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The Family Road Trip – 11 Ways to Save Your Sanity, See More Sites and Have More Fun
I have three children who I love with all my heart, and I can tell you that – sometimes – the idea of packing them into the car and driving through the hot countryside where they will argue, invade each other’s space and ask to stop and peeing 14 times a day strikes fear into my heart. Fear, I tell you.
And yet, especially in this economy, there are days when it just doesn’t make sense to fly. There are times we have to get into the car to go somewhere.
Here are some tips (mostly learned the hard way) on how to have more fun on a family road trip.
1. Before you go, visit the library, buy a guidebook or visit your favorite travel websites to find children’s parks, attractions, pools and water slides. Try to work in at least one activity that will be fun for your child each day (even on drive days.)
2. Let your children participate in the planning process. Ask them what they would like to see and do along the way. Ask them to ask their friends about good places to stop or eat along the way. Let them take turns being the “captain” and making decisions about where to stop and eat lunch or what rest stop to choose.
3. Let your kids pack their own “bags” with small activities, mazes, books and treats along the way. A child-friendly map is helpful. So are binoculars. Also, colored pencils or markers and games, puzzles, coloring books and plain paper. It’s also fun to include a disposable camera for each child and a blank journal for them to record the trip with their own eyes.
On the day of the trip, surprise them with a few new things for their “go-bags”…things that correspond to their individual tastes and ages. Maze books, a kit to try making balloon animals, fun facts about the places they will visit, etc.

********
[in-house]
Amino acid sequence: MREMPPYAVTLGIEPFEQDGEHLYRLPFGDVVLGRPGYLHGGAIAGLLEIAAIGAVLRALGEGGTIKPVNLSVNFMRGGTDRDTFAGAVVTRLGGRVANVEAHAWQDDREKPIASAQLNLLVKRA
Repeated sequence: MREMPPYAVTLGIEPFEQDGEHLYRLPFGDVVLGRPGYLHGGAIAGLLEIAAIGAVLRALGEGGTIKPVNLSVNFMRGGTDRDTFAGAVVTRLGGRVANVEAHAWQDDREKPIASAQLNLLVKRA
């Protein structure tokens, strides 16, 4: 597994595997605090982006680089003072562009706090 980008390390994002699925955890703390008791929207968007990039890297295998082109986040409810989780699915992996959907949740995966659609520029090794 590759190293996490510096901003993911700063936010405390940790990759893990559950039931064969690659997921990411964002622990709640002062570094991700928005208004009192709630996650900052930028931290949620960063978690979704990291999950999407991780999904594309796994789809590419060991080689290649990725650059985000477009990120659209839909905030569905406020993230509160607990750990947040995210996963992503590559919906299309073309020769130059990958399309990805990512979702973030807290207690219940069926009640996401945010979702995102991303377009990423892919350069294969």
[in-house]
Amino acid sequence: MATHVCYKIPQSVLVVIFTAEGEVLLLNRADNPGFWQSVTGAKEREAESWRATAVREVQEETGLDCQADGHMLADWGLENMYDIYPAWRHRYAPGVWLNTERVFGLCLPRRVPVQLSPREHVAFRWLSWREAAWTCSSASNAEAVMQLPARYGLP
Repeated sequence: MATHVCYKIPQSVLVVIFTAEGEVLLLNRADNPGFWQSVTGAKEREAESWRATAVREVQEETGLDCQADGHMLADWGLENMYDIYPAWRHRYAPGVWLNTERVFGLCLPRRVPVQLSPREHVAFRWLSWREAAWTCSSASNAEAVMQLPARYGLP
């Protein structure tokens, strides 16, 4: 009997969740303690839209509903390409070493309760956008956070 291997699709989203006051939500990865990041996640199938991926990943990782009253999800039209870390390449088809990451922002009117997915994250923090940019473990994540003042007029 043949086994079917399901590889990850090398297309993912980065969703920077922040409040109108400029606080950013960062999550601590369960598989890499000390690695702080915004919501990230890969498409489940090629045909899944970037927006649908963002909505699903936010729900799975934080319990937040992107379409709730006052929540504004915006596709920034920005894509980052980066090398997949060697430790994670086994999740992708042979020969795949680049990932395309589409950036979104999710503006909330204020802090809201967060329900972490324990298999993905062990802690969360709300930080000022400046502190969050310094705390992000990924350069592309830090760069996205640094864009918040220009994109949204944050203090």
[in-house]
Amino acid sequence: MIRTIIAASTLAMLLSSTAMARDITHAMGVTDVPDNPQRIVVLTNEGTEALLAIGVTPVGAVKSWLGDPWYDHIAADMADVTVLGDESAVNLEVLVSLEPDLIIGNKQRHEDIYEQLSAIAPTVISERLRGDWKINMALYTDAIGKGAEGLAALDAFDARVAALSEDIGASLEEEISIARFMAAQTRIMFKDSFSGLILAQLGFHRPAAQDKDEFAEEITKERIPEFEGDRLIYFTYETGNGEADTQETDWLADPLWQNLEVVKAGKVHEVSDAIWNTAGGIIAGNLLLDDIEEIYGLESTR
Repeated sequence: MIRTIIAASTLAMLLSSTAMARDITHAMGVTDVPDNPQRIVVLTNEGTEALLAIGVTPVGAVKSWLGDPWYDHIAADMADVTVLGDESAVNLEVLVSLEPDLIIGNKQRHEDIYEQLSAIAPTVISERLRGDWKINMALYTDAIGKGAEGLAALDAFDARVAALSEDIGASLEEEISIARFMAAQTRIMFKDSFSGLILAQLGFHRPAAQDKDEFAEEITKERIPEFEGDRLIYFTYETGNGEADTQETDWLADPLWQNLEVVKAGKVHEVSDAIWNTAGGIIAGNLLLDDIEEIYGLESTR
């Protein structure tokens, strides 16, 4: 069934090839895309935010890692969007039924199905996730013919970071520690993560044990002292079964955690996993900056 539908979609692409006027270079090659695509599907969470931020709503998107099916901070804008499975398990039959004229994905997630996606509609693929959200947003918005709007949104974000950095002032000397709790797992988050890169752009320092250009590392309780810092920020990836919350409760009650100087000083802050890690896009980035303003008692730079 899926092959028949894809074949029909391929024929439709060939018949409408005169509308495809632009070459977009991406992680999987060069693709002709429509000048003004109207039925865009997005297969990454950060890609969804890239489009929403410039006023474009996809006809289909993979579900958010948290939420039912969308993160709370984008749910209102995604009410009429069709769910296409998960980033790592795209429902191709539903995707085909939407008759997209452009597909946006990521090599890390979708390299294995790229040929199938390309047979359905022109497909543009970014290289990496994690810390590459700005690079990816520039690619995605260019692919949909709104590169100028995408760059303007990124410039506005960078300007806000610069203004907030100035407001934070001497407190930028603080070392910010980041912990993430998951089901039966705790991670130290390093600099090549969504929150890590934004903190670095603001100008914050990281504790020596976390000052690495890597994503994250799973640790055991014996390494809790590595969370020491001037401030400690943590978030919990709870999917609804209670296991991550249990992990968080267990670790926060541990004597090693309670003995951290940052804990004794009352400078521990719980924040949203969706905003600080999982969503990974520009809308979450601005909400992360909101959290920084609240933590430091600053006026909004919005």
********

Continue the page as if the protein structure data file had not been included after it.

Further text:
4. Watch and learn new crafts that kids can do in small spaces: Finger knitting is perfect for younger kids (do an internet search for instructions). Older children can crochet or knit.
5. Find a new book of creative car travel games. Here are a few, but you can find many more books at the library or at your local bookstore:
The Alphabet Game: Try to find each of the letters of the alphabet, in order, on license plates, road signs, billboards and more. Two alternatives: find objects that start with each letter or try to find all the letters, in order, on the license plates of other cars.
20 Questions: One person finds something in the landscape or in the car and gives everyone 20 questions to deduce what the object is.
“I Spy” limbo: Make a diagram of all the states. Delete each one as you see a license plate from that state.
Letter Bingo: Print out Bingo sheets with words (or pictures) of things you will see on the trip.
6. There is no shame in using a portable DVD player and some movies. Rent new movies on the go at DVD rental kiosks.
7. Download some new apps to tide you over. We spent many miles playing Wurdle, Fruit Ninja, and – more recently – Angry Birds. Tiny Wings is a good game that is, well, less angry.
8. Bring some great sing-along songs. We love belting out old folk songs, like “Oh My Darling, Clementine” and “Tumbling Along with the Tumbling Tumbleweeds” – but we’re kind of squeamish. Find a CD or put together a playlist that everyone will enjoy singing along to.
9. Bring small balls, a football, or a Frisbee so you have an easy, ready-to-play game when you stop at a rest stop or park. Or use the timer on your watch or cell phone to time your kids running laps around the playground. Anything you can do to make it fun to get out, stretch and burn some energy.
10. Set realistic expectations. Unless you plan to drive a lot at night or while the kids are sleeping, a maximum of seven hours of driving is all that will be enjoyable for a child.
11. Perform road trip rituals. Mostly, I’d say it’s important to have some easily accessible healthy snacks that won’t spike your kids’ blood sugar. But we have certain food traditions that have become synonymous with road trips. We always get Easy Cheese and Triscuits, for example, and, while my husband is driving, I write little abbreviated messages on them with squirty cheese and the kids try to decode them. We also love to have pretzels and the kids try to eat only the inside to leave a pretzel heart. See what fun rituals you can come up with that will help get your kids excited for the family road trip.
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